One of the comments referred to a possible poll on this topic of the organization I work for – MCIC. We have not done a poll lately, and while doing so, just recently I was looking at another poll, the European Council on Foreign Relations (a European “NGO”, i.e. think-tank composed of former senior EU and member states officials), on the subject about the enlargement, that is, the mood of the citizens in the EU countries on this issue. The poll confirms the already known situation in the major (and I would say most important) member states (in addition to the expected France, the Netherlands and Denmark, it is a little surprising for Germany and Austria) that the majority of respondents (from 37% to 46%) consider NO country from the Western Balkans to become an EU member state in the next decade (i.e. by the end of 2030). In fact, the percentages are highest in Germany and Austria (46 and 44%), although their governments (at least in public statements) are spreading support for EU enlargement with the Balkan countries, and these two countries have the largest number of migrants from the Balkan countries.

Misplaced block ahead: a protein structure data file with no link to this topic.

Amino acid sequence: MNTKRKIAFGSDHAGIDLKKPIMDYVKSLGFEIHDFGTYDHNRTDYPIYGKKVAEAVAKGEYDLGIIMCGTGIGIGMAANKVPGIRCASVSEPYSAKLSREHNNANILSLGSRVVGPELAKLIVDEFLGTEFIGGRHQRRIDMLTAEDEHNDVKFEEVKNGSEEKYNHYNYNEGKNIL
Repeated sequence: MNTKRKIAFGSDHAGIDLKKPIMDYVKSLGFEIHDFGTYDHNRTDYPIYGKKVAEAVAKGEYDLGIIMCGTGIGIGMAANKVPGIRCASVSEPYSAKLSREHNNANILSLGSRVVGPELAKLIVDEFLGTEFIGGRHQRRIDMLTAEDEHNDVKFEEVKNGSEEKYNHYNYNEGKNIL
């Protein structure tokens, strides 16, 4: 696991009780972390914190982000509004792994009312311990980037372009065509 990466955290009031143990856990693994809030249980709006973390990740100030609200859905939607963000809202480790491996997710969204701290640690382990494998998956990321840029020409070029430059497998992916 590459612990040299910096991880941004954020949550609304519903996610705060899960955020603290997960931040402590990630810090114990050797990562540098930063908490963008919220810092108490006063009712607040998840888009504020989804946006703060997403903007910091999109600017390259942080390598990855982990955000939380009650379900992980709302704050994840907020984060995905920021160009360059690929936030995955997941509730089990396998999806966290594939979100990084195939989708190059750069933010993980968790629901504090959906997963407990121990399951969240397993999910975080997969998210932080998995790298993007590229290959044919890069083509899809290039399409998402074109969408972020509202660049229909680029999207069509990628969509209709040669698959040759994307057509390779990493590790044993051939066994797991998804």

Secondly, or second bad news, in a comment to this poll by the same Council (ECFR) it is stated that the message to the Western Balkan countries is clear – the countries in the region should demonstrate a sufficient level of good (political) governance before any technical negotiation process for EU membership starts.
And thirdly, prominent members of that Council, 69 in total (including current foreign ministers of Montenegro and Albania, as well as our EU ambassador Zbogar), are signatories of an open letter to the new European Commission composition (the elected European Commissioner Ursula von der Leyen, but also the candidates for European Council President Charles Michel and for European foreign policy Josep Borrell), on what should be the EU’s foreign policy priorities. Unfortunately, there is no mention of enlargement in the three points/priorities listed. The Balkans is mentioned only in the context of the necessary “big deal” on the most controversial issues, along with China, the Middle East, Russia and…climate change.
All in all, the prospect of Macedonia’s EU accession in the foreseeable future is fading away, and uncertainty about the start of negotiations by the end of this year is growing. The Racket affair certainly does not contribute positively. Unless the state really tackles it quickly and decisively, and everyone involved ends up behind bars by the end of this or next week!